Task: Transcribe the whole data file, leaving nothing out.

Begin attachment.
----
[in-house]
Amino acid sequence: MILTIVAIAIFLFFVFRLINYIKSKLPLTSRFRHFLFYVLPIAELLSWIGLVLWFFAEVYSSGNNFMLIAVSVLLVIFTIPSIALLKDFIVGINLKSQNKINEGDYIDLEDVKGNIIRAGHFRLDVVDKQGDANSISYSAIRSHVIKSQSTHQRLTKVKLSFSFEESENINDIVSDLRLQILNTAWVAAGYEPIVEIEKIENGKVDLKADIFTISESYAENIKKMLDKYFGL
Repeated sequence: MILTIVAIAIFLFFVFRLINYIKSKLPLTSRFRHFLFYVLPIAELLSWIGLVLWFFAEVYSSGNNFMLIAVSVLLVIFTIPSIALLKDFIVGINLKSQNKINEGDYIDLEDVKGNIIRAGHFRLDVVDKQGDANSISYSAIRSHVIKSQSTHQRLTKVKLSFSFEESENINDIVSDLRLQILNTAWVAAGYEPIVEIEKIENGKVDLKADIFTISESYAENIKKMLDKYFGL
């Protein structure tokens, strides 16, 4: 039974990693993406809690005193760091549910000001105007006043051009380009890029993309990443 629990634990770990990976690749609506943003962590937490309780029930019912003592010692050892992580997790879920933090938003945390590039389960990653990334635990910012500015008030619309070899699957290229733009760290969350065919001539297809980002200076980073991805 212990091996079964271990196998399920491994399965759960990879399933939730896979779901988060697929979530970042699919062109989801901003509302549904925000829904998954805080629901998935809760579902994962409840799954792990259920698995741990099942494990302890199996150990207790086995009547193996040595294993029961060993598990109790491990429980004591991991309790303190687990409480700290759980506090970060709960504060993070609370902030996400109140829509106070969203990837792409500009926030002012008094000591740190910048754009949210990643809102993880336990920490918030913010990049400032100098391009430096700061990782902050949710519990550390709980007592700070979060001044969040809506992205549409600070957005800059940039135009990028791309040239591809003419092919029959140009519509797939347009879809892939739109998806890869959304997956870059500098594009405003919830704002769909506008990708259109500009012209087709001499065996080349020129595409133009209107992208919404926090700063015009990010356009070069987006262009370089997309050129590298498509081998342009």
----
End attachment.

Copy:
[in-house]
Amino acid sequence: MILTIVAIAIFLFFVFRLINYIKSKLPLTSRFRHFLFYVLPIAELLSWIGLVLWFFAEVYSSGNNFMLIAVSVLLVIFTIPSIALLKDFIVGINLKSQNKINEGDYIDLEDVKGNIIRAGHFRLDVVDKQGDANSISYSAIRSHVIKSQSTHQRLTKVKLSFSFEESENINDIVSDLRLQILNTAWVAAGYEPIVEIEKIENGKVDLKADIFTISESYAENIKKMLDKYFGL
Repeated sequence: MILTIVAIAIFLFFVFRLINYIKSKLPLTSRFRHFLFYVLPIAELLSWIGLVLWFFAEVYSSGNNFMLIAVSVLLVIFTIPSIALLKDFIVGINLKSQNKINEGDYIDLEDVKGNIIRAGHFRLDVVDKQGDANSISYSAIRSHVIKSQSTHQRLTKVKLSFSFEESENINDIVSDLRLQILNTAWVAAGYEPIVEIEKIENGKVDLKADIFTISESYAENIKKMLDKYFGL
């Protein structure tokens, strides 16, 4: 039974990693993406809690005193760091549910000001105007006043051009380009890029993309990443 629990634990770990990976690749609506943003962590937490309780029930019912003592010692050892992580997790879920933090938003945390590039389960990653990334635990910012500015008030619309070899699957290229733009760290969350065919001539297809980002200076980073991805 212990091996079964271990196998399920491994399965759960990879399933939730896979779901988060697929979530970042699919062109989801901003509302549904925000829904998954805080629901998935809760579902994962409840799954792990259920698995741990099942494990302890199996150990207790086995009547193996040595294993029961060993598990109790491990429980004591991991309790303190687990409480700290759980506090970060709960504060993070609370902030996400109140829509106070969203990837792409500009926030002012008094000591740190910048754009949210990643809102993880336990920490918030913010990049400032100098391009430096700061990782902050949710519990550390709980007592700070979060001044969040809506992205549409600070957005800059940039135009990028791309040239591809003419092919029959140009519509797939347009879809892939739109998806890869959304997956870059500098594009405003919830704002769909506008990708259109500009012209087709001499065996080349020129595409133009209107992208919404926090700063015009990010356009070069987006262009370089997309050129590298498509081998342009």